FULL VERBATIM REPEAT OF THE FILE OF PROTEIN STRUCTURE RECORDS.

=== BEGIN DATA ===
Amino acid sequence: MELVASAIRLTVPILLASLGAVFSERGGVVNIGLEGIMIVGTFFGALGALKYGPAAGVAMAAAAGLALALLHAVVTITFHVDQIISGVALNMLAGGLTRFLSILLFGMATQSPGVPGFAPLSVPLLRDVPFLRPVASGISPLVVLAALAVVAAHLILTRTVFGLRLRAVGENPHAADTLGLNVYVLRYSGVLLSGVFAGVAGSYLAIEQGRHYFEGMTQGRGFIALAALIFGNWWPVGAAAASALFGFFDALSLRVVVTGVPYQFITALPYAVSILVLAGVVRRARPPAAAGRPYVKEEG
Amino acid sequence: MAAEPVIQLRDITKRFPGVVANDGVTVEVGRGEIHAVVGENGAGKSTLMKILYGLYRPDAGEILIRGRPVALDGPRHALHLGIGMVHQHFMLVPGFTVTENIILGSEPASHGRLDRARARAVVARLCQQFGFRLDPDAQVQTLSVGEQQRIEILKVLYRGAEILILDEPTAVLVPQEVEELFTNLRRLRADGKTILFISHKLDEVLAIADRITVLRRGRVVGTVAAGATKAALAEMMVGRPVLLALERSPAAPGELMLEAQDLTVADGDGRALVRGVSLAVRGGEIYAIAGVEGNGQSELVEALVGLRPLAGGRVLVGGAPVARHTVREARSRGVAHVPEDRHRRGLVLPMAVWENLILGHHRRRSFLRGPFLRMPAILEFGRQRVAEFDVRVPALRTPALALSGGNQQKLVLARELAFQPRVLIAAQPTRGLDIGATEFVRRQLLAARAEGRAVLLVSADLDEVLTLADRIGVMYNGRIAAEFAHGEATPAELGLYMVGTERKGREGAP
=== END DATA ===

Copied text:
Amino acid sequence: MELVASAIRLTVPILLASLGAVFSERGGVVNIGLEGIMIVGTFFGALGALKYGPAAGVAMAAAAGLALALLHAVVTITFHVDQIISGVALNMLAGGLTRFLSILLFGMATQSPGVPGFAPLSVPLLRDVPFLRPVASGISPLVVLAALAVVAAHLILTRTVFGLRLRAVGENPHAADTLGLNVYVLRYSGVLLSGVFAGVAGSYLAIEQGRHYFEGMTQGRGFIALAALIFGNWWPVGAAAASALFGFFDALSLRVVVTGVPYQFITALPYAVSILVLAGVVRRARPPAAAGRPYVKEEG
Amino acid sequence: MAAEPVIQLRDITKRFPGVVANDGVTVEVGRGEIHAVVGENGAGKSTLMKILYGLYRPDAGEILIRGRPVALDGPRHALHLGIGMVHQHFMLVPGFTVTENIILGSEPASHGRLDRARARAVVARLCQQFGFRLDPDAQVQTLSVGEQQRIEILKVLYRGAEILILDEPTAVLVPQEVEELFTNLRRLRADGKTILFISHKLDEVLAIADRITVLRRGRVVGTVAAGATKAALAEMMVGRPVLLALERSPAAPGELMLEAQDLTVADGDGRALVRGVSLAVRGGEIYAIAGVEGNGQSELVEALVGLRPLAGGRVLVGGAPVARHTVREARSRGVAHVPEDRHRRGLVLPMAVWENLILGHHRRRSFLRGPFLRMPAILEFGRQRVAEFDVRVPALRTPALALSGGNQQKLVLARELAFQPRVLIAAQPTRGLDIGATEFVRRQLLAARAEGRAVLLVSADLDEVLTLADRIGVMYNGRIAAEFAHGEATPAELGLYMVGTERKGREGAP